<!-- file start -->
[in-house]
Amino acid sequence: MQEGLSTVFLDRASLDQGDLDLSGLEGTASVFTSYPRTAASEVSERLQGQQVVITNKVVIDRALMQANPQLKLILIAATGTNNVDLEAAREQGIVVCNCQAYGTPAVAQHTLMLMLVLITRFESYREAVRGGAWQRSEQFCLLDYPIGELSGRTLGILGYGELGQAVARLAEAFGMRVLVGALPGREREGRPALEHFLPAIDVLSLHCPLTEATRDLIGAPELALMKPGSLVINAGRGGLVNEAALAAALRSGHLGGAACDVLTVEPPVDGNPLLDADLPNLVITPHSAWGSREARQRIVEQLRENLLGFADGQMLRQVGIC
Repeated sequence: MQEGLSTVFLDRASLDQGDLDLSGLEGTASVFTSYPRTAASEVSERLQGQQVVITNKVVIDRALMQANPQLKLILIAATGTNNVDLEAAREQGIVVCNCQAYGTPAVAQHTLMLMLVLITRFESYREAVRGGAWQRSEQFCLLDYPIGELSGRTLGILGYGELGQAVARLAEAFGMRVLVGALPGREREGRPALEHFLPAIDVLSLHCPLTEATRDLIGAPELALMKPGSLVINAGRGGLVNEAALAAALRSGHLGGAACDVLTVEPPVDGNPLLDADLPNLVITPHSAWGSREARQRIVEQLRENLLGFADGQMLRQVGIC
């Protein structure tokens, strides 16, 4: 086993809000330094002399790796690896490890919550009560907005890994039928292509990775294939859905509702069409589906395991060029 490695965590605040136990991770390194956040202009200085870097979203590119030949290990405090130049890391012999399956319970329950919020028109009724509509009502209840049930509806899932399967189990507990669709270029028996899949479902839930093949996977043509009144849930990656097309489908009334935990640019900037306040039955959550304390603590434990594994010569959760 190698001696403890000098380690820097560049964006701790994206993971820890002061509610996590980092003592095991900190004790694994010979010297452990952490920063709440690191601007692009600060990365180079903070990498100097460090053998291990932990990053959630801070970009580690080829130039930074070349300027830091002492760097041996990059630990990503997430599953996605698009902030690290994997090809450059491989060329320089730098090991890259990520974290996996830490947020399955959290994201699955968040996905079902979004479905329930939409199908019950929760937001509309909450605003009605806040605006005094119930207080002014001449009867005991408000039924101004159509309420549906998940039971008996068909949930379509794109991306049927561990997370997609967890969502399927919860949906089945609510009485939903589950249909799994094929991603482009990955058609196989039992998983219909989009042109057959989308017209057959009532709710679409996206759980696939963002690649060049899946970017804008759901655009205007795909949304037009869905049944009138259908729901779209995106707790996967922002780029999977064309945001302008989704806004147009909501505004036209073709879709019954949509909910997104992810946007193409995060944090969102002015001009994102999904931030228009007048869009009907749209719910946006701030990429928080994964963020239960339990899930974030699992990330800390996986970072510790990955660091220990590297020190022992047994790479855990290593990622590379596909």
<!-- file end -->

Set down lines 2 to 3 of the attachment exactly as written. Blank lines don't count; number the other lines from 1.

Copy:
Amino acid sequence: MQEGLSTVFLDRASLDQGDLDLSGLEGTASVFTSYPRTAASEVSERLQGQQVVITNKVVIDRALMQANPQLKLILIAATGTNNVDLEAAREQGIVVCNCQAYGTPAVAQHTLMLMLVLITRFESYREAVRGGAWQRSEQFCLLDYPIGELSGRTLGILGYGELGQAVARLAEAFGMRVLVGALPGREREGRPALEHFLPAIDVLSLHCPLTEATRDLIGAPELALMKPGSLVINAGRGGLVNEAALAAALRSGHLGGAACDVLTVEPPVDGNPLLDADLPNLVITPHSAWGSREARQRIVEQLRENLLGFADGQMLRQVGIC
Repeated sequence: MQEGLSTVFLDRASLDQGDLDLSGLEGTASVFTSYPRTAASEVSERLQGQQVVITNKVVIDRALMQANPQLKLILIAATGTNNVDLEAAREQGIVVCNCQAYGTPAVAQHTLMLMLVLITRFESYREAVRGGAWQRSEQFCLLDYPIGELSGRTLGILGYGELGQAVARLAEAFGMRVLVGALPGREREGRPALEHFLPAIDVLSLHCPLTEATRDLIGAPELALMKPGSLVINAGRGGLVNEAALAAALRSGHLGGAACDVLTVEPPVDGNPLLDADLPNLVITPHSAWGSREARQRIVEQLRENLLGFADGQMLRQVGIC